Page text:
- In the next window we choose our keyboard layout and click on «Continue».
- The next window that will appear is the same as the following one, but with a Plasma interface. I thought I had made the capture, but it seems that it has not been the case or I have not saved it due to some of the errors that it has given me. In it we have to put our username, team name and password.
- We wait for you to copy, download and install.
- And finally, we can restart to start normally with the new installation or continue testing the Live Session.
Interesting changes for Kubuntu 16.04
Kubuntu is so customizable that it is very difficult to say what to do with it. I can recommend a few things, such as the following:
- Add a top panel with my favorite apps. I know that Kubuntu has its own panel of favorite applications, but I like to have mine well customized. To add it we have to right click on the desktop and select Add panel / Empty panel to add an empty one.
I add Firefox, Amarok, Configuration, Discover, Terminal, the custom launcher to kill windows (xkill) and Dolphin (the window manager. Also, you can add the clock and everything we imagine.
They can also be added custom launchers by right clicking on the bar and choosing Add graphic elements / Quick launch.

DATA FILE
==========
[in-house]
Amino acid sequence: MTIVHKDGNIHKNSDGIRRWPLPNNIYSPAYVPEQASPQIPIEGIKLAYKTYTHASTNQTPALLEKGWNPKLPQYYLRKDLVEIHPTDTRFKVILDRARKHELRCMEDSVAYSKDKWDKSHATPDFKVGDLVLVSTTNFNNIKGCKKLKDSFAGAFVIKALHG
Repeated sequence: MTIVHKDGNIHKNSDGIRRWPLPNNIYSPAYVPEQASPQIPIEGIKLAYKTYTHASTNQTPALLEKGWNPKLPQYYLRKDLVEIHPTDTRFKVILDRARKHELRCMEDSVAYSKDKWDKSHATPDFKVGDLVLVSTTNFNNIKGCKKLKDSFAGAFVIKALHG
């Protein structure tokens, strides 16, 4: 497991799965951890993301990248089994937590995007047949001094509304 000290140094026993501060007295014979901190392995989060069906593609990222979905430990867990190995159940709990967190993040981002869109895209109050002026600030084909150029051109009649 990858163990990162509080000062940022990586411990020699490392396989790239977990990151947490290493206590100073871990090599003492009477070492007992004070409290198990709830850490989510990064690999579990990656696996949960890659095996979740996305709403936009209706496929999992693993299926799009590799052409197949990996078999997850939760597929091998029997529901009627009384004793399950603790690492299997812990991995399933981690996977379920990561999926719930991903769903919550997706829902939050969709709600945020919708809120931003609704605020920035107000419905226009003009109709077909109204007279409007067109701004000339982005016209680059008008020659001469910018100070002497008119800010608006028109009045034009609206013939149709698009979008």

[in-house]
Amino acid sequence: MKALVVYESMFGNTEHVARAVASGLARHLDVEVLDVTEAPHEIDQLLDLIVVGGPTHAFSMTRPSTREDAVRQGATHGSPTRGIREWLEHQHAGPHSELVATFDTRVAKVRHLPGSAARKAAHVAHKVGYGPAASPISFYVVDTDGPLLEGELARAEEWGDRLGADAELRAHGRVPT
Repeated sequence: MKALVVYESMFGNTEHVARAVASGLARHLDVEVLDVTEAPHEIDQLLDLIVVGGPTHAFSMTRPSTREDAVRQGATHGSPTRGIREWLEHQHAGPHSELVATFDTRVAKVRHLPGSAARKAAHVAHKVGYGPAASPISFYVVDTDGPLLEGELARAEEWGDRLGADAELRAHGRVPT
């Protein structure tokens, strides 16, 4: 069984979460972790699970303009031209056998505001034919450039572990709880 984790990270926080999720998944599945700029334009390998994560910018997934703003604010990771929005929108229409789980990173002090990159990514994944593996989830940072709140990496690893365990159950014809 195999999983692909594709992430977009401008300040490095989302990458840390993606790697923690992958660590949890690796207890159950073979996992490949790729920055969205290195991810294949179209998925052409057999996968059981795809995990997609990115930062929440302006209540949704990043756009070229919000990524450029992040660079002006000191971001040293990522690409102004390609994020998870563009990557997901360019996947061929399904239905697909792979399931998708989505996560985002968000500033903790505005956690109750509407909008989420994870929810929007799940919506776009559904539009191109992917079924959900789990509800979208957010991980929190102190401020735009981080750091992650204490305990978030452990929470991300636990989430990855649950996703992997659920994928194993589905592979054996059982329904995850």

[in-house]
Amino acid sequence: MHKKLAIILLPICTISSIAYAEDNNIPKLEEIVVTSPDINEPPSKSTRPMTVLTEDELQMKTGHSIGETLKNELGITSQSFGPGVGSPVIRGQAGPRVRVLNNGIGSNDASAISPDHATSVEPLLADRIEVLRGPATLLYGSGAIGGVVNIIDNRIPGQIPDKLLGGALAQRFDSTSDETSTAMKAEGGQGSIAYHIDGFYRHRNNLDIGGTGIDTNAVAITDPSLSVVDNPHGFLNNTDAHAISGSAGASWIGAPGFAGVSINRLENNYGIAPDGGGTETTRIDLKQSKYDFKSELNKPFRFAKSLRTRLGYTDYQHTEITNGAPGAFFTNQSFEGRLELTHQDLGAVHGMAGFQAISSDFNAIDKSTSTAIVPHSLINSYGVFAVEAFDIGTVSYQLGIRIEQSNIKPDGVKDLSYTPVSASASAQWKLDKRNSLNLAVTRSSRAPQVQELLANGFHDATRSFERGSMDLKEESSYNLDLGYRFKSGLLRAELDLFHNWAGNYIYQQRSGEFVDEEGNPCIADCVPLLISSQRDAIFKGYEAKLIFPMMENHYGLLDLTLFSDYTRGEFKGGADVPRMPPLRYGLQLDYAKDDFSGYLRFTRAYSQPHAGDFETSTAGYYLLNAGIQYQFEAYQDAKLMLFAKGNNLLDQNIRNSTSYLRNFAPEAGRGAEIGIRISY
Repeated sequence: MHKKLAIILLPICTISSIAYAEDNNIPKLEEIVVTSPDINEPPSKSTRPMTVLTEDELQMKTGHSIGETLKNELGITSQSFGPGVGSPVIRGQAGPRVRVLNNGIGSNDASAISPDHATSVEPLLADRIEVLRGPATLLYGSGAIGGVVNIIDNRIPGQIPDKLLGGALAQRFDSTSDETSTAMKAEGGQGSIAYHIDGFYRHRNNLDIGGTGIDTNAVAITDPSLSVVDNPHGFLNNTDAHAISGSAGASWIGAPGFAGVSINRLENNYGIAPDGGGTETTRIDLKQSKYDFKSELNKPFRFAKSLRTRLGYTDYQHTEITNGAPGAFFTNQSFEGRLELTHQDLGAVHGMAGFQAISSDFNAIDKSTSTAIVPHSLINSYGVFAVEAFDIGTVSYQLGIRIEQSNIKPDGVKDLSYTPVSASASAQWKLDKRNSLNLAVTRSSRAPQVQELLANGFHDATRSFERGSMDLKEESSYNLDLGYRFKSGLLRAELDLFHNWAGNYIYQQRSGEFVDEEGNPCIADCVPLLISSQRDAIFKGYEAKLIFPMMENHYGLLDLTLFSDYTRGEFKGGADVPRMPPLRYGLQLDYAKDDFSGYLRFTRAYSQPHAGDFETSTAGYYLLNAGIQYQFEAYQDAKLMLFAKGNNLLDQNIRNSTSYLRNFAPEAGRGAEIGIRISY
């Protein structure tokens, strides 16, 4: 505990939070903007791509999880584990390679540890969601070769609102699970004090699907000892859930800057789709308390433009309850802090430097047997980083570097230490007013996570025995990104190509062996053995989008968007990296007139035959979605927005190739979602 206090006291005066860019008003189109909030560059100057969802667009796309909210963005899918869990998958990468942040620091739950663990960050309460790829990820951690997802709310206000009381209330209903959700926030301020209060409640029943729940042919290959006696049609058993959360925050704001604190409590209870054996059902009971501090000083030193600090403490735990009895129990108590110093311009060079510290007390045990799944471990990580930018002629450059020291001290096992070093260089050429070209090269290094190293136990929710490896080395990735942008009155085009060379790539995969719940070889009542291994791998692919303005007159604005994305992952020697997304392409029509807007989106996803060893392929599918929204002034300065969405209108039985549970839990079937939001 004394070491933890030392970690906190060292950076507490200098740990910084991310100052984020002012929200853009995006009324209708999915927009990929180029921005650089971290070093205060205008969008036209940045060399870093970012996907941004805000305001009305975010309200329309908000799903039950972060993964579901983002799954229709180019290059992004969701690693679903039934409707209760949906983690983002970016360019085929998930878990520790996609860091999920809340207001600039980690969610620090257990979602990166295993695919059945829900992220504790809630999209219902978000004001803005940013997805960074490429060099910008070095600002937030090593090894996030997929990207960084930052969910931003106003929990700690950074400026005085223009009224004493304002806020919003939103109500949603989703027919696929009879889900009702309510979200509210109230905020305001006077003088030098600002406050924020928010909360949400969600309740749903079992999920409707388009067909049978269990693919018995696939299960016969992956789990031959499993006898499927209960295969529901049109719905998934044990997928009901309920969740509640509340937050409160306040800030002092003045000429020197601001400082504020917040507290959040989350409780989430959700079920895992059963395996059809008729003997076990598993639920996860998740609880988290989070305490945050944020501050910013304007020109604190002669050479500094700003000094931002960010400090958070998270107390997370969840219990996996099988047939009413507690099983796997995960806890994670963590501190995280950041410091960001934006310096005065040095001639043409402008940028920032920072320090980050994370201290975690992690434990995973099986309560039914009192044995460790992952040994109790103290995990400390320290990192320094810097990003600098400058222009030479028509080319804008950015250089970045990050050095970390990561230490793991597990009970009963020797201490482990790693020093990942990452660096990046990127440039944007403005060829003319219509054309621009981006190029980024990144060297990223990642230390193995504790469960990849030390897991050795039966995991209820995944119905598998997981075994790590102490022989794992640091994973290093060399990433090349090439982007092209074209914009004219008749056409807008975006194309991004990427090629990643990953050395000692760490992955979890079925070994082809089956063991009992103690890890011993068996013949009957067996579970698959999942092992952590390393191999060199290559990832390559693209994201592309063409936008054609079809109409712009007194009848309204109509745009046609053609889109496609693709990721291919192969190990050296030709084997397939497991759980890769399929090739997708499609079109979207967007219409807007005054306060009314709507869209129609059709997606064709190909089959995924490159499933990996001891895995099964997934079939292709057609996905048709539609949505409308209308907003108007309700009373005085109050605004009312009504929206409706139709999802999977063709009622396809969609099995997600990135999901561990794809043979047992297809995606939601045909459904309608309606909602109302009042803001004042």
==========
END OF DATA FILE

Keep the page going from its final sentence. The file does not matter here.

- Move buttons left. I've seen the close, minimize, and restore buttons on the left for so long that I can't live with them on the right. Unlike Ubuntu MATE and other systems that have it as a direct option, in Kubuntu we have to go to "Window decoration" and move the buttons manually. As I said, it is very customizable, so much so that at this point we can move only one of the buttons, all of them, or even delete them.
- Delete applications that I will not use. Although Kubuntu has a variant of many of the applications that I like to have that other distributions do not have, it also has some that I do not like, such as Kmail that Gmail says is not secure. It's worth going to Discover and cleaning up.
- Install applications that I will use. Kubuntu has many KDE applications that look a lot like others that I use, but some applications I install in any distribution, such as the following:
- Synaptic. As much as different software centers launch, I always like to have it close at hand. From Synaptic we can install and uninstall packages as in other software centers, but with more options.
- Shutter. The MATE screen capture tool or any other Ubuntu-based version is fine, but Shutter has more options and one very important to me: it allows you to edit photos by easily adding arrows, squares, pixels, etc, all from one application. light.
- GIMP. I think there are plenty of presentations. The most used "Photoshop" in Linux.
- Kodi. Formerly known as XBMC, it allows you to play practically any type of content, be it local video, streaming, audio ... the possibilities are endless, as long as you know what to do with it.
- UNetbootin. To create Live USBs.
- RedShift. The aforementioned system that changes the temperature of the screen by eliminating blue tones.
- PlayOnLinux. One more turn of the screw to Wine with which Photoshop can be installed, for example.
- Opportunity. A great video editor.
- Kdenlive. Another great video editor.
And that's all that I usually modify from Kubuntu. What do you recommend me?